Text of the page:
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Lockers....

Discussion in '1973-1991 K5 Blazer | Truck | Suburban' started by TXBIGFISH, Jan 8, 2002.

  1. TXBIGFISH

    TXBIGFISH 1/2 ton status

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    I am fixin to do a gear swap in the Jimmy, and I figure while I am at it I should go ahead and puy in some lockers. I was thinking about a Detroit or ARB in the rear but I am not sure about the front, should I leave it open? GO with an ARB air locker or what? The drive ratio is about 60/40, this is my daily driver. I am running 10 bolt front and 12 bolt rear. I am looking at going to 4.10 gears, right now I have 3.73. Your input is greatly appreciated.

    <*)))><

    81" GMC Jimmy, 4" lift and a shackle flip, and 35's!

    IT'S A DOG EAT DOG WORLD OUT THERE, AND I'M WEARING "MILK BONE" UNDERWEAR!!!!!!!!
     
  2. I would think that since this is your daily driver, and if you can afford it, ARB would be the way to go. As far as a front locker, it depends on how hard you wheel. If you see a lot of rock, it's almost a necessity.

    American by birth, Marine by the grace of God
     
  3. four_by_ken

    four_by_ken 1/2 ton status

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    Just look around this forum for messages from the past couple days. It has been talked about a LOT. Just look for posts about lockers and welding and such.

    But, since you asked...
    Detroit rear and limited slip up front. For reasons I posted a few other times in other posts.

    Ken H.


    '86 K5 in parts
    1-ton 454 44 TSLs
     
  4. four_by_ken

    four_by_ken 1/2 ton status

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    Just look around this forum for messages from the past couple days. It has been talked about a LOT. Just look for posts about lockers and welding and such.

    But, since you asked...
    Detroit rear and limited slip up front. For reasons I posted a few other times in other posts.

    Ken H.


    '86 K5 in parts
    1-ton 454 44 TSLs
     
  5. TXBIGFISH

    TXBIGFISH 1/2 ton status

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    I will mostly be muddin' and roadin' but hopefully I willb e doing some crawling before the year is up. I just want to this once and do it right! If it costs a little more and is the better way to do it I don't mind, I just don't like doing the same job over when I could have done it right the first time, ya know.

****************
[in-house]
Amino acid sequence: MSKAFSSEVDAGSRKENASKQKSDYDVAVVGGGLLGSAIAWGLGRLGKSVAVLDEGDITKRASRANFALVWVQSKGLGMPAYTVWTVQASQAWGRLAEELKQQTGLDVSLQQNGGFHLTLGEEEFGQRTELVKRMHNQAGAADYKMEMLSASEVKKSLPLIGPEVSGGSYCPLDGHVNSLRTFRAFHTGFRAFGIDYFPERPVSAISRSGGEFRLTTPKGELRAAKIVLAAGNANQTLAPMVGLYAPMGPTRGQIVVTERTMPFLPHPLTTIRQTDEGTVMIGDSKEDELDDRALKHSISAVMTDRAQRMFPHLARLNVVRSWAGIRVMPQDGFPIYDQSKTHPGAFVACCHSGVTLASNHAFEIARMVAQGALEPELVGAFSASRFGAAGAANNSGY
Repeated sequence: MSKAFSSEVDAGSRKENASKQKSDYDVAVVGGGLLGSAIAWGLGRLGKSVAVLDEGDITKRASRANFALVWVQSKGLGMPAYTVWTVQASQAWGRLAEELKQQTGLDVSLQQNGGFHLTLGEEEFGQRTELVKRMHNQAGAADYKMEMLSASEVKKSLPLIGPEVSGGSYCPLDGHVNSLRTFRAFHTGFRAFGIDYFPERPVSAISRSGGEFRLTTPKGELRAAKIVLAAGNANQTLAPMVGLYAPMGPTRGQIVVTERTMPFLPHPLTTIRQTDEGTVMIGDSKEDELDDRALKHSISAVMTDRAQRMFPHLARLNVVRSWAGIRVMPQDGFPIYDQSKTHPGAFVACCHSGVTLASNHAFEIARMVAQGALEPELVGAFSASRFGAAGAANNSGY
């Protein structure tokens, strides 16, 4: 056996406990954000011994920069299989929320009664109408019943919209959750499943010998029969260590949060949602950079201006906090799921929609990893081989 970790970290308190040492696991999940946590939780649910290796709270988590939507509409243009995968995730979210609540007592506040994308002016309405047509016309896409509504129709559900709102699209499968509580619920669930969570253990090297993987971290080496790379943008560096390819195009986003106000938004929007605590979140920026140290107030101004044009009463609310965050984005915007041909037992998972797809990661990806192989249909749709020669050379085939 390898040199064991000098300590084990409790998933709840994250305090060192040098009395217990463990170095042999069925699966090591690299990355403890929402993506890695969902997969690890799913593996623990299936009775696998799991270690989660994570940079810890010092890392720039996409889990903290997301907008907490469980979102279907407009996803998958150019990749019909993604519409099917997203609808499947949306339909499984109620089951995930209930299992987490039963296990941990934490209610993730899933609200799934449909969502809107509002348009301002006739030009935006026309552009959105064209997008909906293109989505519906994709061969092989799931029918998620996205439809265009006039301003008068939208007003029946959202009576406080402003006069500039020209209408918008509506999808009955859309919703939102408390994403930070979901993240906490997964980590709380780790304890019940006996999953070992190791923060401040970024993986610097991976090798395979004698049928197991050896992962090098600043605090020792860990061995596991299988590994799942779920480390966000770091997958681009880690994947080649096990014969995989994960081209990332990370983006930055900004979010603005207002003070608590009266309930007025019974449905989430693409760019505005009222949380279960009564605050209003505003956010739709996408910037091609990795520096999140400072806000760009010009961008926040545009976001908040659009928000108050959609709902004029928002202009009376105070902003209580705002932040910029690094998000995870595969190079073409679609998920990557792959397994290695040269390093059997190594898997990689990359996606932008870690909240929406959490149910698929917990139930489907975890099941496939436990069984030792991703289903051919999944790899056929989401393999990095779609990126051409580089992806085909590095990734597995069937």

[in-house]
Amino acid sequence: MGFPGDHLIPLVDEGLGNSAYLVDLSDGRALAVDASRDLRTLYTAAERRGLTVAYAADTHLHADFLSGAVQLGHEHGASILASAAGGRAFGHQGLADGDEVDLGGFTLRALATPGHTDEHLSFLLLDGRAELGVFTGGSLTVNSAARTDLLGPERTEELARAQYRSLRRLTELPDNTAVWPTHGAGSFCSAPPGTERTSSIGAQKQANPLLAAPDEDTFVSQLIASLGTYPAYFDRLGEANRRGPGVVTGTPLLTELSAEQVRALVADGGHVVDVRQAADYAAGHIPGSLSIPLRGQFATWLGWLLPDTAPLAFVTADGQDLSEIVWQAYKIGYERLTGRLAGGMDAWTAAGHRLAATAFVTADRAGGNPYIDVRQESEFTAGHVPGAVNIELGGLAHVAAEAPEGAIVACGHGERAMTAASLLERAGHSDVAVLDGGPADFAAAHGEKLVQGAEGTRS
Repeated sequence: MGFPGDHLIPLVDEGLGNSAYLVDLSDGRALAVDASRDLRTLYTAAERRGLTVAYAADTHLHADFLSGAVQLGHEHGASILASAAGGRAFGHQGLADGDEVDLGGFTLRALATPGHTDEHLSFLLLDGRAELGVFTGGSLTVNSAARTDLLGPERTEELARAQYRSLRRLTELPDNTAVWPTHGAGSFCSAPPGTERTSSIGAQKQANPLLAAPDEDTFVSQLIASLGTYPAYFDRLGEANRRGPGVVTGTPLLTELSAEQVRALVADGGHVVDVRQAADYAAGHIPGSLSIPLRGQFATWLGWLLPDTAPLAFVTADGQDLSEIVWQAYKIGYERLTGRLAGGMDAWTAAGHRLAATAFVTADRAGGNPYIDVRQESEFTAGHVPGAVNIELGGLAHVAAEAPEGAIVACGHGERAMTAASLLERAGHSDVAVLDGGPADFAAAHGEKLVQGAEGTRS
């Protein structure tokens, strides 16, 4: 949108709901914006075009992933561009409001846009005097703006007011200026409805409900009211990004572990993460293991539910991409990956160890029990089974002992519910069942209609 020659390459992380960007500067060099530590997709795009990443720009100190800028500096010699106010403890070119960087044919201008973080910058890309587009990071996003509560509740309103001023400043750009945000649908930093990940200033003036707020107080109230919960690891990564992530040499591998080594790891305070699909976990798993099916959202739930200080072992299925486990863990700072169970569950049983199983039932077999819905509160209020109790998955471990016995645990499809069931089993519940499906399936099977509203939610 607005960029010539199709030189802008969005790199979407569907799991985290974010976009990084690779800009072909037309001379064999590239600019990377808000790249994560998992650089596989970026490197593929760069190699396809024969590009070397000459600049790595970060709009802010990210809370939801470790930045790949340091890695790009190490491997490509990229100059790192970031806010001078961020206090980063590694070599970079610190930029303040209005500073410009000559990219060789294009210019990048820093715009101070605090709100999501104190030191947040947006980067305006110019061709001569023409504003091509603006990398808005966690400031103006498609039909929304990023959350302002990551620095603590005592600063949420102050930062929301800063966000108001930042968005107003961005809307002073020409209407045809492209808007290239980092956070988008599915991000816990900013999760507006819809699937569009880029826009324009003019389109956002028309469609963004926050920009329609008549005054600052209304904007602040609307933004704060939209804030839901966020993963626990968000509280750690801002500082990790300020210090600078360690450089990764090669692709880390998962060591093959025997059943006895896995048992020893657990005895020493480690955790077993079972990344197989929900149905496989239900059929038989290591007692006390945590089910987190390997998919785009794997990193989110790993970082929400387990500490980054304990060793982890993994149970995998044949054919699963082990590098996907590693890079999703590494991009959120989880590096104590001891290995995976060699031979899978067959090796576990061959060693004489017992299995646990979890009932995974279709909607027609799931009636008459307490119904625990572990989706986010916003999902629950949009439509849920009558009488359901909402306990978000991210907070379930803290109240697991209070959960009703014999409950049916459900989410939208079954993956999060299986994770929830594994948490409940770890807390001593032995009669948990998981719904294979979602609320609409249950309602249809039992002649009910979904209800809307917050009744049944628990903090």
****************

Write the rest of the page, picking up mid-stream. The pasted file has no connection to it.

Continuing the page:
<*)))><

    81" GMC Jimmy, 4" lift and a shackle flip, and 35's!

    IT'S A DOG EAT DOG WORLD OUT THERE, AND I'M WEARING "MILK BONE" UNDERWEAR!!!!!!!!
     
  6. white_knight

    white_knight 1/2 ton status

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    If this is a daily driver I would definately go with the ARB in the front

    <a target="_blank" href=http://www.whiteknight.scriptmania.com/>http://www.whiteknight.scriptma
    nia.com
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  7. TXBIGFISH

    TXBIGFISH 1/2 ton status

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    And in the rear? Go full time, Detroit or do you have another recomendation for it. Should I just go ARB all the way around?
    I have a friend that had ARB's and he had a problem with them engaging and disengaging. I wonder if it was the installer, not the product.


    &lt;*)))&gt;&lt;

    81" GMC Jimmy, 4" lift and a shackle flip, and 35's!

    IT'S A DOG EAT DOG WORLD OUT THERE, AND I'M WEARING "MILK BONE" UNDERWEAR!!!!!!!!
     
  8. txbartman

    txbartman 1/2 ton status

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    I really don't see why being a daily driver or not would affect going with an ARB, a Detroit, or open in the front. How often do you ever put a daily driver in 4WD when in "daily driving" mode? And, if not in 4WD and with the hubs unlocked, it makes no difference. You could have a lead ball in there and it wouldn't matter!